What are the biggest mistakes writers make in this genre?
The most obvious one is that too much emphasis gets put on obstacles—the “what will keep them apart” of it all—while the equally important, primary job of a rom-com writer is to convince the audience that these two people must become a couple. In other words, why should we care that these two hook up, and what makes us buy into their being meant for each other?
You are also a teacher, a musician, and a novelist, how do you balance all the aspects of your career?
Some days the bear gets you. I’ve been trying to get a second novel going for three years now (aurgh), and life’s been in the way. But I do muddle through a compulsively workaholic schedule, and the writing-reading-teaching triumvirate becomes all of a part, one thing, in a way—as well as keeping the days interesting.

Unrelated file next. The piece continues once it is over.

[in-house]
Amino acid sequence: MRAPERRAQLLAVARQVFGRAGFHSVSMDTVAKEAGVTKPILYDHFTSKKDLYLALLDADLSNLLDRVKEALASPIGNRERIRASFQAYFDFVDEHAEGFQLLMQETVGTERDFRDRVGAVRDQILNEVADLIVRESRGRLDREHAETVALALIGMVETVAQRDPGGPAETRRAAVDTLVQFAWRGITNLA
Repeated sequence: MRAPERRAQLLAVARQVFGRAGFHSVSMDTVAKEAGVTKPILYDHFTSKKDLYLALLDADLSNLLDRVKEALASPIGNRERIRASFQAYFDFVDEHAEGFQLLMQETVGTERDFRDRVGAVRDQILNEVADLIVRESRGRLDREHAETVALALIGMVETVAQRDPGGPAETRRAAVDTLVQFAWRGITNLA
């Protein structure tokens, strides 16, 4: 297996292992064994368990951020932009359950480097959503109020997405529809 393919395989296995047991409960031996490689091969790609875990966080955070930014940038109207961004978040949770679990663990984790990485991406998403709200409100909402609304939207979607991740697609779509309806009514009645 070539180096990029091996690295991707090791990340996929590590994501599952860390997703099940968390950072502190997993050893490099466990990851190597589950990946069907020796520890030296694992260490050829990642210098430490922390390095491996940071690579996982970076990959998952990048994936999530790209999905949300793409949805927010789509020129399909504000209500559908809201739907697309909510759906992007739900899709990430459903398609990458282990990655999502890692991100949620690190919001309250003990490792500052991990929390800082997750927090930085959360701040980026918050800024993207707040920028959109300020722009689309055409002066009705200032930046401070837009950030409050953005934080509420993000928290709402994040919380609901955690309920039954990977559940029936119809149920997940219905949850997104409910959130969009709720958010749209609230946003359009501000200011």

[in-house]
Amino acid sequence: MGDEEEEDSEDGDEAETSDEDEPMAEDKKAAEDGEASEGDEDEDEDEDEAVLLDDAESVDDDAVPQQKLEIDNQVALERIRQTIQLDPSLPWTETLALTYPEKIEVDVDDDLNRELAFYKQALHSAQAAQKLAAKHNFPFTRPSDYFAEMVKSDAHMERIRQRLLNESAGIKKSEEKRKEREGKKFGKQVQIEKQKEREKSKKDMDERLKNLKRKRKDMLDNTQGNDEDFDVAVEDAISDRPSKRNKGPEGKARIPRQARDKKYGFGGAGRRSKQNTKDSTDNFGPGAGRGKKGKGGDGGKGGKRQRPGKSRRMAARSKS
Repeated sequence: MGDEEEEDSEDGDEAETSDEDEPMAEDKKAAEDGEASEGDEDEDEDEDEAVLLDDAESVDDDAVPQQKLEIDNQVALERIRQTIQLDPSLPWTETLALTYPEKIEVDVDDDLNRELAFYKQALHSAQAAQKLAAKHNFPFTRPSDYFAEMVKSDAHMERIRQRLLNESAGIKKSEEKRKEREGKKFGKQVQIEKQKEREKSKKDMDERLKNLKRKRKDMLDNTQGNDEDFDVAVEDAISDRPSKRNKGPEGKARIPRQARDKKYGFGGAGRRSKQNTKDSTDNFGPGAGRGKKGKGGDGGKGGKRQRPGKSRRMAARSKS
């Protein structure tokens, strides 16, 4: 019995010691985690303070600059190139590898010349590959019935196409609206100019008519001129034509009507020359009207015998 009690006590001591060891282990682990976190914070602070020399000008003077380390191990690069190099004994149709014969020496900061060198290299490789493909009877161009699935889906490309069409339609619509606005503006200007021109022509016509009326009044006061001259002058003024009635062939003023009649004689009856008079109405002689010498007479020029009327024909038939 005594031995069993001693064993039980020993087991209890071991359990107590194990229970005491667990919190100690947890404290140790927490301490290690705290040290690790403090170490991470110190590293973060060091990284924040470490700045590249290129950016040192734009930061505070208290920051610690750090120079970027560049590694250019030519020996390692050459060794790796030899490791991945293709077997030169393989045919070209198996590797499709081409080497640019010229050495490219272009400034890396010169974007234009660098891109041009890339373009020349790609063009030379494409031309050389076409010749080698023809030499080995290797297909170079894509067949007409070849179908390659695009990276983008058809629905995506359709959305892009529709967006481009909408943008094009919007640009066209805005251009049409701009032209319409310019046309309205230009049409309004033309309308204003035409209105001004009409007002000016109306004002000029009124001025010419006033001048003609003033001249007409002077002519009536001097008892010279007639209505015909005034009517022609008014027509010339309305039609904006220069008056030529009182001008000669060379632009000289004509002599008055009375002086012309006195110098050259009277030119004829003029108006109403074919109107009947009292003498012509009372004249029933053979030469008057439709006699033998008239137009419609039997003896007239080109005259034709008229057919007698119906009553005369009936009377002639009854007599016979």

An established writer/director friend of mine is collaborating with me on a film adaptation of Imagine Me and You, for him to direct, which is all I can say (with crossed, excited fingers) at the moment.
Advice for fiction writers?
Always be writing and always be reading. And try to make the writing less about the writing and more about the story.
Advice for screenwriters?
Consider that this actually could be a career (as opposed to a one-hit heist), and like, learn how to write. And learn to enjoy it, because it’s going to take a while.
What do you know now that you wish you knew when you first started writing?
That there’s no time to be a wuss. That you have to write to what scares you, hurts you, bewilders you, and to get to it as hastily and truthfully as possible. That’s where the funny is, believe it or not.
Also some fundamental instructions might’ve helped, i.e.
1) Put ass in chair.
2) Write no matter what, and write what matters.
3) Put your ass back there the next day.
If you’re not at your desk at the appointed time, how do you expect the muse to find you?
Tags: 500 Days of Summer Annie Hall Arthur Billy Mernit Debra Eckerling Fiction Imagine Me and You A Novel Living the Romantic Comedy Non-fiction Random House/Shaye Areheart Books Screenwriting The Proposal Tootsie UCLA Extension UCLA Extension Writers’ Program. Joe Veltre When Harry Met Sally Write On! Author Q&A Write On! February Challenge: Have a Heart Writing the Romantic Comedy